Posted by editor
on May 28, 2013 at 3:54 PM PDT
In the just-completed Java.net poll, most developers identified performance and scalability as being strong determinants of the success of the applications they develop. A total of 242 votes were cast in the poll. The exact question and results were...
In the just-completed Java.net poll , most developers identified performance and scalability as being strong determinants of the success of the applications they develop. A total of 242 votes were cast in the poll. The exact question and results were:
How critical is performance/scalability to the success of the apps you develop?
45% (110 votes) - Absolutely critical - we spend lots of time and effort tuning performance
27% (66 votes) - It's important - profiling performance is part of our normal development process
12% (29 votes) - We probably should allocate more time to performance issues
7% (17 votes) - Performance doesn't matter that much for our apps
7% (16 votes) - I don't know
2% (4 votes) - Other
Summing the top three options yields 84% of the voters indicating that performance is important -- compared with only 7% who think they work on applications where performance doesn't matter that much. Of course, saying that "performance doesn't matter that much for our apps" actually implies that they already run fast enough to meet the needs of the users. Break that performance in a new release, and performance might suddenly matter quite a lot!
72% of the voters indicate that performance tuning and/or performance profiling are regular activities in the process of developing their apps, or new releases. The 12% who indicated that they probably should allocate more time to performance issues perhaps don't that right now due to their company wanting to put out new releases sooner.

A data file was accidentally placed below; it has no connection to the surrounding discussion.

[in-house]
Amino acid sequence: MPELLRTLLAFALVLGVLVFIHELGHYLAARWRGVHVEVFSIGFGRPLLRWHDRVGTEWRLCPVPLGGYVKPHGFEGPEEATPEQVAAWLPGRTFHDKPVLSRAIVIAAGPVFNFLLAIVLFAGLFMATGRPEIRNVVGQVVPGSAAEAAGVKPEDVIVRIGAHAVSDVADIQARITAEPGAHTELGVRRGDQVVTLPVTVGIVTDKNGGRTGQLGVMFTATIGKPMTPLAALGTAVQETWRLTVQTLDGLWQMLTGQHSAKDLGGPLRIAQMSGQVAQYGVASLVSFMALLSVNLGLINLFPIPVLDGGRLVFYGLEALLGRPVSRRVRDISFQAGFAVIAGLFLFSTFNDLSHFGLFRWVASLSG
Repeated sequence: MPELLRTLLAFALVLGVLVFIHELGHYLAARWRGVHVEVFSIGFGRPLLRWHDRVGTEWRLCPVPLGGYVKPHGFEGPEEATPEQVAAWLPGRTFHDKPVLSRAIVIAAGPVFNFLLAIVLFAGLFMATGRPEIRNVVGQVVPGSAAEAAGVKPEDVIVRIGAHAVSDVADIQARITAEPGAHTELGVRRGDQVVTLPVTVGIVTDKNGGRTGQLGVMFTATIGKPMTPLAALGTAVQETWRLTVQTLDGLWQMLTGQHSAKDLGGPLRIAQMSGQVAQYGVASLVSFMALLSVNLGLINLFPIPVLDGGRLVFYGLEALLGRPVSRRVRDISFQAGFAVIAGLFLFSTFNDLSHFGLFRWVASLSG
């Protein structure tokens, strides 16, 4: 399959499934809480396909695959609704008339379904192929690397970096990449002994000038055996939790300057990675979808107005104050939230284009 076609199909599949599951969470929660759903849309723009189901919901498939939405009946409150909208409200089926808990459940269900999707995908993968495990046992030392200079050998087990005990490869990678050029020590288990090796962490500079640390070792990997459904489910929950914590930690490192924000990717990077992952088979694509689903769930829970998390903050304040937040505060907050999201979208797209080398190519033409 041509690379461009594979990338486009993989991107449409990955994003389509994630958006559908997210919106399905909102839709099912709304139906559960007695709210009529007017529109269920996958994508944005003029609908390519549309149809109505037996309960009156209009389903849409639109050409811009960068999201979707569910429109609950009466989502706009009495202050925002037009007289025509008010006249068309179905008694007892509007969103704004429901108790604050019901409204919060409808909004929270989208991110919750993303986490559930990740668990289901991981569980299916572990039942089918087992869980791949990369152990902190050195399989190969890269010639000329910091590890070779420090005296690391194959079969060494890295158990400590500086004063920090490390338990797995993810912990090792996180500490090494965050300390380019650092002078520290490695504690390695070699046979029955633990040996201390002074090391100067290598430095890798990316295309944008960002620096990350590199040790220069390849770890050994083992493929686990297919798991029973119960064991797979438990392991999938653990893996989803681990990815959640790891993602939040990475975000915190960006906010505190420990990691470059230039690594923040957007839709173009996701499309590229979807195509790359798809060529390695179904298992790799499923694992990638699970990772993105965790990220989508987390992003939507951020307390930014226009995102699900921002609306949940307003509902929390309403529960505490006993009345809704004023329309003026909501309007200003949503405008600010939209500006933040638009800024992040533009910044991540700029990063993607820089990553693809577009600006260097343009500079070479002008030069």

It is somewhat risky, though, to put out a new release without being sure that a new modification or enhancement hasn't drastically undercut the application's performance. Having customers be the first ones to notice a performance problem typically does not produce a satisfying result.
In addition, it's one thing for a customer to discover an obscure bug, and another thing entirely if a new version performs poorly. A bug can typically be isolated, fixed, and a new software release can be quickly delivered. Diagnosing the cause of a previously unknown, serious performance issue is another thing entirely. It's typically not going to be a quick fix.
But, based on the results of this poll (which is, of course, not scientific), it sounds like a lot of developers understand the importance of monitoring and tuning performance. That's a good thing!
New poll: Java and the JVM 15 years from now...
Our current poll asks you to look into the future and tell us what you see... The poll asks: Will Java and other JVM languages still be widely used for new software development projects 15 years from now? . Voting will be open until Friday, June 7.
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-- Kevin Farnham (@kevin_farnham )